This makes him a good link-up player as he’s able to receive the ball, hold off his direct defender and then distribute the ball to his teammate. Even when having to play against a much larger, stronger defender, he is able to comfortably hold them off and link up the play.
He is as strong on the ground as he is in the air – plus, he is a pretty good header of the ball as well.
Stat-wise, Strelec made around six aerial duels per game this season, completing at least around 40% of his duels. Bayern Munich’s Robert Lewandowski, for comparison, made around 5.5 aerial duels per game this season, succeeding in a slightly smaller amount of 36%. Tottenham’s Harry Kane, however, made at least around seven aerial duels per game this season whilst winning 40% of them.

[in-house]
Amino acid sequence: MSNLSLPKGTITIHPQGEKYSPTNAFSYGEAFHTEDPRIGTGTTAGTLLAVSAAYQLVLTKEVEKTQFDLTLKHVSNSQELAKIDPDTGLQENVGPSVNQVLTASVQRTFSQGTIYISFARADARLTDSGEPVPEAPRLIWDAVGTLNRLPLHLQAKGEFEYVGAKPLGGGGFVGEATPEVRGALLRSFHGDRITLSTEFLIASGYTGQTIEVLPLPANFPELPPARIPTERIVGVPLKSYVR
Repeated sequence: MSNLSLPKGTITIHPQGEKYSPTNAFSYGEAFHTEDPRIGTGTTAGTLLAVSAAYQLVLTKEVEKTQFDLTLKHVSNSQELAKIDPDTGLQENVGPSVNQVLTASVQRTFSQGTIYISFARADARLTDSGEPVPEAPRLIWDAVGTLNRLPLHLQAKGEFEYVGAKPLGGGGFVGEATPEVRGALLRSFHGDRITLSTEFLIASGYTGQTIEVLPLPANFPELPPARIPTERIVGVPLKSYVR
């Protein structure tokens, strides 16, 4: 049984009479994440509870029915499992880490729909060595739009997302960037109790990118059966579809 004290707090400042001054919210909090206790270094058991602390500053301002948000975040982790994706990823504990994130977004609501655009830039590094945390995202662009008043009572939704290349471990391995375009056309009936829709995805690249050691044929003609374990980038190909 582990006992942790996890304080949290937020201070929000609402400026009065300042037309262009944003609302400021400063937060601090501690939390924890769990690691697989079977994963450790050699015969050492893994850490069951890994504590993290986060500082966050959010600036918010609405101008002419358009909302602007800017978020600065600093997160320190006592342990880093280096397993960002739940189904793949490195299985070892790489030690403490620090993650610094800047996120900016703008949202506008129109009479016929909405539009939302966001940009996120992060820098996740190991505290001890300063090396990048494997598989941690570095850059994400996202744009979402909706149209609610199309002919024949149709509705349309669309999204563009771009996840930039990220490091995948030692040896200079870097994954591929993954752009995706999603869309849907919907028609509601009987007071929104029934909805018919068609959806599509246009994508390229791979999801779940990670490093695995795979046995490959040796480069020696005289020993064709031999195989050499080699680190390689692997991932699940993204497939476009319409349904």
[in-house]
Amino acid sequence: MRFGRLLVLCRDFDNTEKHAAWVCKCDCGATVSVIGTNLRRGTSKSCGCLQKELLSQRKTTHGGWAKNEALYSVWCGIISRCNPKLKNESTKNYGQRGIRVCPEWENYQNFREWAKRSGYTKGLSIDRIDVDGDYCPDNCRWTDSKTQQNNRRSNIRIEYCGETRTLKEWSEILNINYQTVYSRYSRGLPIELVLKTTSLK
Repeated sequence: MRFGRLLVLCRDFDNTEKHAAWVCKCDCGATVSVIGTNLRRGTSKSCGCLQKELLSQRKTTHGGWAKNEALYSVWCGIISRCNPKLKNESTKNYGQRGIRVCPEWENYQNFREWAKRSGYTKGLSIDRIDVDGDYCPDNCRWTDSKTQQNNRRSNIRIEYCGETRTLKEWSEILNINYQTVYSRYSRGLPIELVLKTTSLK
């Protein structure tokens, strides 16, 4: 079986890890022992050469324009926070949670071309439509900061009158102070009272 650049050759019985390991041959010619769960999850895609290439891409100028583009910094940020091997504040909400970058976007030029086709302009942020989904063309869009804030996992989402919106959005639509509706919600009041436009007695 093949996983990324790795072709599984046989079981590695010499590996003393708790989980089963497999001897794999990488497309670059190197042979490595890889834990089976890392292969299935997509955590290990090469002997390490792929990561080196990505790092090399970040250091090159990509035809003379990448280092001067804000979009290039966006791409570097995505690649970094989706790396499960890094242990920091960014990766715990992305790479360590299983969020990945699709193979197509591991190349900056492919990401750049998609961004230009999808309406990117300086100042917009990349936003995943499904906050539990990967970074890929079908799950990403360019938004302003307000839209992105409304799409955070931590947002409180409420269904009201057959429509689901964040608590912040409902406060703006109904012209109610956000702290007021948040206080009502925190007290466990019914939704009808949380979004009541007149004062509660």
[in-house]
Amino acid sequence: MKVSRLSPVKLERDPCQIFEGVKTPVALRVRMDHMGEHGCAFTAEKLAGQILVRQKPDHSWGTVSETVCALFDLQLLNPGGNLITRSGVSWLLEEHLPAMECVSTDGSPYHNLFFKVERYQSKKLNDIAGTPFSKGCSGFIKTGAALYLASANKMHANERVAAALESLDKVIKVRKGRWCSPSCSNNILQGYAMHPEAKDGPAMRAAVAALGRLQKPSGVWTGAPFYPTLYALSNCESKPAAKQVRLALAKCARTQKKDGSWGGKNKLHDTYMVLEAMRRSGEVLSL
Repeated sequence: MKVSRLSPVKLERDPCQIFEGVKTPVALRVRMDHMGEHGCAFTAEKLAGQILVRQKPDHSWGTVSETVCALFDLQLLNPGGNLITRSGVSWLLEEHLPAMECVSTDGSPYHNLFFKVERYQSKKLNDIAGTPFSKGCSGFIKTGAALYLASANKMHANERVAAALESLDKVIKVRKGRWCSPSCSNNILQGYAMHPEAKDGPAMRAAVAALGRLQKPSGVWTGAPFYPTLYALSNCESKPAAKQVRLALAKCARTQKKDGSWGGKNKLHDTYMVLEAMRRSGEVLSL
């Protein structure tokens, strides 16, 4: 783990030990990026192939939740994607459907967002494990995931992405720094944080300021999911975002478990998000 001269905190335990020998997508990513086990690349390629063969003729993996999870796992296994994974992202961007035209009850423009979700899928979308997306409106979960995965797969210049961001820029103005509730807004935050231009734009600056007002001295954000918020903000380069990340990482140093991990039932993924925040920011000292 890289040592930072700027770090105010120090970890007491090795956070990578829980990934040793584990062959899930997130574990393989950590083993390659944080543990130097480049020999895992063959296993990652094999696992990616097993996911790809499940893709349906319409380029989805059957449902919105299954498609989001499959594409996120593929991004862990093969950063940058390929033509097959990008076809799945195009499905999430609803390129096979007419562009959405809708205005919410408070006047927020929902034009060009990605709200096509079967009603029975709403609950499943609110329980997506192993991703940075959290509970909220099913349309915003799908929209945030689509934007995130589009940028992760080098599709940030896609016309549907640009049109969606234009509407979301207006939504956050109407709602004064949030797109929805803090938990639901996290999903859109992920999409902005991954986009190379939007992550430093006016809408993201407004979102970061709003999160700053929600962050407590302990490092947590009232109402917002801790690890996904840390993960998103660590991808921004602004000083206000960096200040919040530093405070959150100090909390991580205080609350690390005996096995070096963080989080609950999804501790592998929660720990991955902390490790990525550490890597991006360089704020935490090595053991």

The stats do show that Strelec is actively engaging opposing players for aerial duels. Most of his aerial challenges are made in around the middle third, final third, and inside the box. His average numbers aren’t that far from what top strikers in Europe recorded this season as well. Despite the fact that the level he’s playing at was quite low, it could still be an indicator of how good he actually is at the moment and how he could potentially be even better.
Strelec’s excellent aerial duels records are mostly down to his strength and ability to reach great height when leaping. He seems to have the explosiveness that could launch him both vertically and horizontally.
Aside from his ability to win the duels in the air, he also seems to be able to direct the ball well with his head, thus making him an instant threat in the box, a good link-up player who can bring the ball down from the air, and a useful player defensively.